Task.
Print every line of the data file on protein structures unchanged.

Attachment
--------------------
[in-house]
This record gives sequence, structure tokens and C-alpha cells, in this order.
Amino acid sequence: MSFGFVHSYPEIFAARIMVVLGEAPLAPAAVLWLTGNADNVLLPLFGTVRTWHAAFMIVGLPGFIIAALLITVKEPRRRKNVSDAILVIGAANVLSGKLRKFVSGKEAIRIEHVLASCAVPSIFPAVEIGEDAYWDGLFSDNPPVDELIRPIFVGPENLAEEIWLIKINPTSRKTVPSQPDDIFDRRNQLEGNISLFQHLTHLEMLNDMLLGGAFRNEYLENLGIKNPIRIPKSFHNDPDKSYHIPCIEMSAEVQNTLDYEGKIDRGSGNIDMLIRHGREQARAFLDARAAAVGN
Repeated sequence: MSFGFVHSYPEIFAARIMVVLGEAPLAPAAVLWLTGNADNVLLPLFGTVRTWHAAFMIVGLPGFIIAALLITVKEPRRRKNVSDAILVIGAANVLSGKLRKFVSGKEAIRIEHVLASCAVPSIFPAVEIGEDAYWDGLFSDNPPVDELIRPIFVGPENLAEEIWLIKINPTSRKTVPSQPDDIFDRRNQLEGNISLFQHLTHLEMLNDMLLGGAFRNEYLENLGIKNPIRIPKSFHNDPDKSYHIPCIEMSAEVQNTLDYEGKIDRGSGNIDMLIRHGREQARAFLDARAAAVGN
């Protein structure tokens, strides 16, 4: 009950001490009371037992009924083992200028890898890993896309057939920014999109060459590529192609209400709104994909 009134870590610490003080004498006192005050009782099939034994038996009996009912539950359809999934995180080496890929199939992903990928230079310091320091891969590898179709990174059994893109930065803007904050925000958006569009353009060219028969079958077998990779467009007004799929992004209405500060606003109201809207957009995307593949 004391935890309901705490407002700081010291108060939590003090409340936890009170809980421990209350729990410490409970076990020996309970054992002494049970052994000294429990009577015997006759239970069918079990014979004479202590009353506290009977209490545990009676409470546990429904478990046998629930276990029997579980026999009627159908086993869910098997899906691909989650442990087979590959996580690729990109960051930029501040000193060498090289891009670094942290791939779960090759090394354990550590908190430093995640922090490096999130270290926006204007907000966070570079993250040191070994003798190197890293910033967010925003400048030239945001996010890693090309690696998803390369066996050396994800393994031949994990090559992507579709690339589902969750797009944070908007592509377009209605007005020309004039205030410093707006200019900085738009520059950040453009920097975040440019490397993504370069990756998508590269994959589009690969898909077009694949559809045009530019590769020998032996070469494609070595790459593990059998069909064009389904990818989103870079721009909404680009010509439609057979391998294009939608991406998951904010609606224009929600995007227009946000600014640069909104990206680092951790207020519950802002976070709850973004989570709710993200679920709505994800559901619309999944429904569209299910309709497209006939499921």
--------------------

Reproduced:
[in-house]
This record gives sequence, structure tokens and C-alpha cells, in this order.
Amino acid sequence: MSFGFVHSYPEIFAARIMVVLGEAPLAPAAVLWLTGNADNVLLPLFGTVRTWHAAFMIVGLPGFIIAALLITVKEPRRRKNVSDAILVIGAANVLSGKLRKFVSGKEAIRIEHVLASCAVPSIFPAVEIGEDAYWDGLFSDNPPVDELIRPIFVGPENLAEEIWLIKINPTSRKTVPSQPDDIFDRRNQLEGNISLFQHLTHLEMLNDMLLGGAFRNEYLENLGIKNPIRIPKSFHNDPDKSYHIPCIEMSAEVQNTLDYEGKIDRGSGNIDMLIRHGREQARAFLDARAAAVGN
Repeated sequence: MSFGFVHSYPEIFAARIMVVLGEAPLAPAAVLWLTGNADNVLLPLFGTVRTWHAAFMIVGLPGFIIAALLITVKEPRRRKNVSDAILVIGAANVLSGKLRKFVSGKEAIRIEHVLASCAVPSIFPAVEIGEDAYWDGLFSDNPPVDELIRPIFVGPENLAEEIWLIKINPTSRKTVPSQPDDIFDRRNQLEGNISLFQHLTHLEMLNDMLLGGAFRNEYLENLGIKNPIRIPKSFHNDPDKSYHIPCIEMSAEVQNTLDYEGKIDRGSGNIDMLIRHGREQARAFLDARAAAVGN
């Protein structure tokens, strides 16, 4: 009950001490009371037992009924083992200028890898890993896309057939920014999109060459590529192609209400709104994909 009134870590610490003080004498006192005050009782099939034994038996009996009912539950359809999934995180080496890929199939992903990928230079310091320091891969590898179709990174059994893109930065803007904050925000958006569009353009060219028969079958077998990779467009007004799929992004209405500060606003109201809207957009995307593949 004391935890309901705490407002700081010291108060939590003090409340936890009170809980421990209350729990410490409970076990020996309970054992002494049970052994000294429990009577015997006759239970069918079990014979004479202590009353506290009977209490545990009676409470546990429904478990046998629930276990029997579980026999009627159908086993869910098997899906691909989650442990087979590959996580690729990109960051930029501040000193060498090289891009670094942290791939779960090759090394354990550590908190430093995640922090490096999130270290926006204007907000966070570079993250040191070994003798190197890293910033967010925003400048030239945001996010890693090309690696998803390369066996050396994800393994031949994990090559992507579709690339589902969750797009944070908007592509377009209605007005020309004039205030410093707006200019900085738009520059950040453009920097975040440019490397993504370069990756998508590269994959589009690969898909077009694949559809045009530019590769020998032996070469494609070595790459593990059998069909064009389904990818989103870079721009909404680009010509439609057979391998294009939608991406998951904010609606224009929600995007227009946000600014640069909104990206680092951790207020519950802002976070709850973004989570709710993200679920709505994800559901619309999944429904569209299910309709497209006939499921």